011220-sfnm-nws-methanereport-2

Gas is flared at a Permian Basin well site in Carlsbad in September 2019. State officials say they’re working with companies in the region to determine why methane emissions are increasing.

Companies’ promises to curb greenhouse gases in the oil-rich Permian Basin are not working, New Mexico Environment Secretary James Kenney said Monday, citing new evidence that shows emissions of methane and other volatile chemicals from leaky equipment, and venting and flaring, have more than doubled in the past 12 months.

He called the news an “undeniable call to action.”

Helicopter flyovers by the state Environment Department and U.S. Environmental Protection Agency found the emissions leak rate has increased from 2 percent in 2019 to 5 percent this year across the entire Permian Basin, which stretches from West Texas to Eastern New Mexico and contains some of the largest oil deposits in the world.

“It’s clear that voluntary emissions reductions measures undertaken by some operators are not enough to solve this problem,” Kenney said in a statement.

Methane can play a role in the formation of ozone. Kenney said ozone levels in the state’s oil and gas regions already are “threatening our most vulnerable populations’ ability to breathe, like children and the elderly, as well as those dealing with complications from COVID-19.”

Justin Garoutte, a spokesman for the Environment Department, said state officials weren’t yet certain why emissions have spiked in the region.

“Until the department engages in discussions with these companies regarding the root cause of the emissions problems, we are unsure what caused the increase in documented emissions,” he said.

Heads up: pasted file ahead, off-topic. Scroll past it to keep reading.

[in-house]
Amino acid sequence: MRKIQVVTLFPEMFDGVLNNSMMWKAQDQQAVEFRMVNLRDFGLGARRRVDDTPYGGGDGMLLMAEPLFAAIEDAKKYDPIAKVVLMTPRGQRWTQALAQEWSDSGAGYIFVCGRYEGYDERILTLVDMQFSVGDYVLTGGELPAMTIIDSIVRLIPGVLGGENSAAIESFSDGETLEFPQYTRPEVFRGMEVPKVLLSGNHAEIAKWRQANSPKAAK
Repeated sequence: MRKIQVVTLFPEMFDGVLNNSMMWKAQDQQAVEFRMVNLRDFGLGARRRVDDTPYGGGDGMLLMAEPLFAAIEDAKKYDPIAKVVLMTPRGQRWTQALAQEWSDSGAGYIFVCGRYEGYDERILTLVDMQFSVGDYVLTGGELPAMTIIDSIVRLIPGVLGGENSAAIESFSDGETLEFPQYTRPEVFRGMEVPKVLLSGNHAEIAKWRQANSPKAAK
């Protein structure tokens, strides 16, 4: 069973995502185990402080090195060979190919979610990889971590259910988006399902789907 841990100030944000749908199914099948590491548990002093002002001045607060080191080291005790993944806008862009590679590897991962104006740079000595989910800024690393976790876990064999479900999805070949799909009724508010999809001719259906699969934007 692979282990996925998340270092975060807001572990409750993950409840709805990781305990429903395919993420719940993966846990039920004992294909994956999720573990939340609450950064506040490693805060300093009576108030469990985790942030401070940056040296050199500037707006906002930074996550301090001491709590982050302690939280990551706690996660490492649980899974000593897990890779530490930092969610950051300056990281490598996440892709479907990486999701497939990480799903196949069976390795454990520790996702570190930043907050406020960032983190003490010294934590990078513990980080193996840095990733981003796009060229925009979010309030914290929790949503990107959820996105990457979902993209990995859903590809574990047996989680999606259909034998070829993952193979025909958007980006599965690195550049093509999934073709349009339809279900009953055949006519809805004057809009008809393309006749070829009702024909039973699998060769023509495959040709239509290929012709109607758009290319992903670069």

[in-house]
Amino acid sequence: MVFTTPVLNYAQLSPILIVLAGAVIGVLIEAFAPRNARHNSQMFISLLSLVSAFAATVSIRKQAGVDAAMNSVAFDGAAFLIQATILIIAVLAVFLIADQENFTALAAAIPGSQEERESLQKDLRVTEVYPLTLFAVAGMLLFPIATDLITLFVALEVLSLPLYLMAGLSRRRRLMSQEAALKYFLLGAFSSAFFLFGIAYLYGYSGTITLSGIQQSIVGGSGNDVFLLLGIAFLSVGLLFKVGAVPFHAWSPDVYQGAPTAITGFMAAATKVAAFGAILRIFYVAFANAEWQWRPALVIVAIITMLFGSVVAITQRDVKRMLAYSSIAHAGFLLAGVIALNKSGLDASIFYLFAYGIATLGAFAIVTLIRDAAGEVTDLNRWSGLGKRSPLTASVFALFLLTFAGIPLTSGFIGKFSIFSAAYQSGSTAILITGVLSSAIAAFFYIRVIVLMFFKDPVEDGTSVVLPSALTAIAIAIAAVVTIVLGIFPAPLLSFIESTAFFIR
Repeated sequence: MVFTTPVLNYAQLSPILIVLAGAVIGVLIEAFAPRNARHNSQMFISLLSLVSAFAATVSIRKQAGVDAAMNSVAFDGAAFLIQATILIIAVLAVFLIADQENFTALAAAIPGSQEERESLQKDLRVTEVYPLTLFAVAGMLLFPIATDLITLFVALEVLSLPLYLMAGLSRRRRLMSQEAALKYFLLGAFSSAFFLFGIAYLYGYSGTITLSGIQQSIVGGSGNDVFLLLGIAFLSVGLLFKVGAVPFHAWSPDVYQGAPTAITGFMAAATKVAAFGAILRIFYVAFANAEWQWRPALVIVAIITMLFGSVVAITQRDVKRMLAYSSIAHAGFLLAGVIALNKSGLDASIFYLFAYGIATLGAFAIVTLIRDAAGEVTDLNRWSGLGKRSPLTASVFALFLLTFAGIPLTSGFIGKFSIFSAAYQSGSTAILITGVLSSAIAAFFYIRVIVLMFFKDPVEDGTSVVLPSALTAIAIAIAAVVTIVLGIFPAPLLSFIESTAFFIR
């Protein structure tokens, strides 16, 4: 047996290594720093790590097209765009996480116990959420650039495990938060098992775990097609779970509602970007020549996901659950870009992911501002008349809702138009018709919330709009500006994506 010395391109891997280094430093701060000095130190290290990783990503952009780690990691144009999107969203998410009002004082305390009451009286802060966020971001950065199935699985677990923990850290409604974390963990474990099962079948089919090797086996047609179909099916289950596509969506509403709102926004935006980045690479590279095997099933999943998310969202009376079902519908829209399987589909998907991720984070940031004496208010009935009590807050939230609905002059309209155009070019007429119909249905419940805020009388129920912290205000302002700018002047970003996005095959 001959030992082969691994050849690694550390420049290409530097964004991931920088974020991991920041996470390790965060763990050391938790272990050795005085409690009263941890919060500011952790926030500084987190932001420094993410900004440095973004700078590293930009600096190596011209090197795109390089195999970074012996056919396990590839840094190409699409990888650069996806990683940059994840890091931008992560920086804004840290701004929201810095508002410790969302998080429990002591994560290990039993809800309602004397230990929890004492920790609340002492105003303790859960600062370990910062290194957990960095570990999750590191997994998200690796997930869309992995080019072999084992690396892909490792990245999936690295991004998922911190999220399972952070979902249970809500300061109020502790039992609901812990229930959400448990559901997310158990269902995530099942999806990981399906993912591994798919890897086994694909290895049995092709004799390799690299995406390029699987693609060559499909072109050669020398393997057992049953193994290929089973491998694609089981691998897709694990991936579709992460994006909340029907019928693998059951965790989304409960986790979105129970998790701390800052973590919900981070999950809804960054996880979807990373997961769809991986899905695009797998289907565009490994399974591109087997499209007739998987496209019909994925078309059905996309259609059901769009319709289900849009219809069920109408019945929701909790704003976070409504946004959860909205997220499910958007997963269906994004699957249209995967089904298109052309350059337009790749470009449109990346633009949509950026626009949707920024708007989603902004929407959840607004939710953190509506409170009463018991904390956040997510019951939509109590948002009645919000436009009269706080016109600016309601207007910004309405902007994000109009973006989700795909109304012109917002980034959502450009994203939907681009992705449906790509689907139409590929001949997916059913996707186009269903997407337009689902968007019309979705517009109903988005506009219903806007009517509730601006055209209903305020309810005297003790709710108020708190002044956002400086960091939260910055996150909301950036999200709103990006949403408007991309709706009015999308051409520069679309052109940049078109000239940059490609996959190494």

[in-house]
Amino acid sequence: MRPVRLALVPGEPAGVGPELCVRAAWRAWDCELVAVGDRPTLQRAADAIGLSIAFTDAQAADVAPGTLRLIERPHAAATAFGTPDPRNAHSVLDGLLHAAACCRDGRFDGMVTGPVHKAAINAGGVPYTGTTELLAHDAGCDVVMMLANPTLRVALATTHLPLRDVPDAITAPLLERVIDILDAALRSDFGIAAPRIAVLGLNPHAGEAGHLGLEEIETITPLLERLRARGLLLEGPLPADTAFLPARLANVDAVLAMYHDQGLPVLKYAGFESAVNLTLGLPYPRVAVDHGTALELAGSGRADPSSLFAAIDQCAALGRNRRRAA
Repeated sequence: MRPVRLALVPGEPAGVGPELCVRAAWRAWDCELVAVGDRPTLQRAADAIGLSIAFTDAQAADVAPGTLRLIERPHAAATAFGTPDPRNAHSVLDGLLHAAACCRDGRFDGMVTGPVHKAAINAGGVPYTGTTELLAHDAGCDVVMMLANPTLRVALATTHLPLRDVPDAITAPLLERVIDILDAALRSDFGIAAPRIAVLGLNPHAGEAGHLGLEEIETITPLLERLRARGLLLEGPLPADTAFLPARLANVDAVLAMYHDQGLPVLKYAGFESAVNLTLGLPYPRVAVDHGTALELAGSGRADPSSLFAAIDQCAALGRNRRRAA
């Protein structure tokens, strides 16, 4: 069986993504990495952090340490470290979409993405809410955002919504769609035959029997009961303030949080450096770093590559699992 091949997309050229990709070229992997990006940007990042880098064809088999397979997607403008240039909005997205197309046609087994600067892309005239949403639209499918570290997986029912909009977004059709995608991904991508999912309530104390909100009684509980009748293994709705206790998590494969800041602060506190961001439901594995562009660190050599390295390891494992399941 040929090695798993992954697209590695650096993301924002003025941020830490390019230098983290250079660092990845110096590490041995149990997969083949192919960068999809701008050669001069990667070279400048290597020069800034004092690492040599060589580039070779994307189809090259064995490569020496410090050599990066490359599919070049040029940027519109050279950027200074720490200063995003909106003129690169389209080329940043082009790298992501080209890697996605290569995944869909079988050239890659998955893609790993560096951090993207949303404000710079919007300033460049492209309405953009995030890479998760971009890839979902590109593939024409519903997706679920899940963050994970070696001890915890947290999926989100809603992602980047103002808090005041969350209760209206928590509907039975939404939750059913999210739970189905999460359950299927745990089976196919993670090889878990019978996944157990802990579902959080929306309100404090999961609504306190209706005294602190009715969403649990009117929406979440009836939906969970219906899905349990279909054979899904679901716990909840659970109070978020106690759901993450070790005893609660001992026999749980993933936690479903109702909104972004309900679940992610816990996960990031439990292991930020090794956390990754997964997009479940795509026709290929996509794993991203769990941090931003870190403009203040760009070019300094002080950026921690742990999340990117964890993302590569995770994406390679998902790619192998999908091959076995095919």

Though, he noted federal regulations and enforcement of oil and gas companies nationwide have been relaxed.

“Whatever the reason for the increase in emissions — it is unacceptable and demands stronger rules and greater enforcement by regulators,” Garoutte said.

Kenney also said his agency needs to strengthen its rules, and that “every oil and natural gas operator with leaking equipment documented in these videos” needs to “immediately get emissions under control.”

Robert McEntryre, a spokesman for the New Mexico Oil and Gas Association, said the industry is “committed to limiting methane emissions and we continue to strive to achieve further reductions.”

“With the appropriate regulatory latitude to innovate and deploy advanced technology, we are confident in our ability to meet that goal while delivering the energy and economic benefits New Mexicans depend upon,” McEntyre added.

Praised for its economic benefit, the Permian fueled New Mexico’s state budget surplus in 2019. Oil and gas production funded roughly a third of the state’s overall spending in fiscal year 2020.



But the industry also is responsible for greenhouse gas pollution, raising concerns among conservationists.

A previous report from scientists at the Environmental Defense Fund, Harvard University, Georgia Tech and the SRON Netherlands Institute for Space Research found the Permian Basin accounts for twice the average methane emissions of 11 other major U.S. oil and gas production regions.

The new data released by the EPA and state Environment Department found a total of 505 fuel storage tanks leaking methane and other volatile organic compounds.